This engrossing historical novel takes the reader back to Calumet, Michigan in 1913 when the copper miners at the Calumet & Hecla Mining Co. went on a months-long strike for better pay and better working conditions. What made the strike so extraordinary is that it was organized and led by a 25-year-old wife of a miner who opposed the strike. Annie Clements grew up in a Calumet mining family and was painfully aware of the miners' inherent dangers and the poor pay that barely kept food on the table. If a miner was injured and no longer able to work they were out of a job, received no recompense from the company and faced a complete absence of any state, federal, or local safety net that provided food or shelter to the miner and his family.
To compete with the open-pit copper mining in the West the company began replacing the two-man drill with a drill operated by a single miner. The one-man drill was hard to control, resulted in a flood of injuries, and sparked the strike. Annie Clement became a symbol of and a leader and organizer of the strike. She led daily marches through Calumet holding a huge American flag and won fame as the "Joan of Arc of America." She was arrested, beaten, and jailed for her efforts. The book gives special and long overdue attention to the contributions of the Calumet women in the struggle for better pay, better working conditions, and a shorter workweek.
Although a novel, the book presents a powerful and honest portrait of Annie Clements and paints a colorful and authentic description of miners' lives in the company town of Calumet. Miners worked `12-hour shifts in dangerous, injury-plagued mile deep shafts that extended far out under Lake Superior. The miners and their families lived in company-owned houses and, could only shop in company-owned stores. The poor pay and company stores barely kept food on the table of a miner's family. The work was dangerous and frequently fatal. This often forced a miner's young son to go in the mines so the family had food and a roof over their heads.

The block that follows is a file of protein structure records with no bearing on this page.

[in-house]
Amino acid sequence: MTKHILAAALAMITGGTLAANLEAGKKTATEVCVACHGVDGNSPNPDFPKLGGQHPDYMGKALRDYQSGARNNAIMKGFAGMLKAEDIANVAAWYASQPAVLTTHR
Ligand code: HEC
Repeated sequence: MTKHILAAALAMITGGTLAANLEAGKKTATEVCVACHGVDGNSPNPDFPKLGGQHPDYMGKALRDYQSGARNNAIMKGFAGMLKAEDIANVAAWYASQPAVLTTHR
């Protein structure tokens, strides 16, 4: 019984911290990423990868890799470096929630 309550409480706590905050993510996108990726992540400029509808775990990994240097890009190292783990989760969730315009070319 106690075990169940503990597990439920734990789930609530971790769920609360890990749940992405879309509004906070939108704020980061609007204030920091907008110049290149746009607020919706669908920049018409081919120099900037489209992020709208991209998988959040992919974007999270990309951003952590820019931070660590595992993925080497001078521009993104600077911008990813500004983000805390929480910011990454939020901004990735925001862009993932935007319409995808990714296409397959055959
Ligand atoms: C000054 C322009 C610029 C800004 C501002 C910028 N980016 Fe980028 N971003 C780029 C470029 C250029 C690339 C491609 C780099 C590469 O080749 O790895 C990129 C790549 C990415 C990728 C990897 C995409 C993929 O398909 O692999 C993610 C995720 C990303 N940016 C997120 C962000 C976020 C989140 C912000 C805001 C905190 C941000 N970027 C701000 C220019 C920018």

You will not find Annie Clements' name even mentioned in Michigan history textbooks and this compelling novel makes for a fine introduction to her life and courageous fight to better the lives of Michigan miners. Annie Clements, the company town of Calumet, and Michigan's copper mining era comes brilliantly alive under Russell's pen.
Women of the Copper Country by Mary Doria Russell. Atria Books, 2019, $27.
Lounsbury's deeply researched, historically accurate, and utterly fascinating novel is a vivid and authentic depiction of life on the island for both recently converted Mormons and non-Mormon inhabitants who watched as several thousand Mormons flocked to the island. The non-Mormons found life difficult as arriving Mormons freely stole farming equipment and forced non-believers to pay an annual ten-percent tithe to Strang.
The book is peopled by both fictional characters and real people. It realistically portrays the growing conflict between Mormons and Gentiles and paints a compelling portrait of James Jesse Strang and his lust for power and women. His authoritarian rule made enemies of both Gentiles and even among Strang's inner circle of followers. The novel is also noteworthy for its depiction of the women in his life, both Mormon and Gentiles, and how his multiple wives adjusted to polygamy.
Strang's total control of his followers' lives even included what women should wear. And strangely enough, the issue of clothing played a part in his assassination. This is a well written and compelling novel that tells the fascinating story of the only man in America to declare himself king. That it happened in Michigan on Beaver Island makes it even more interesting.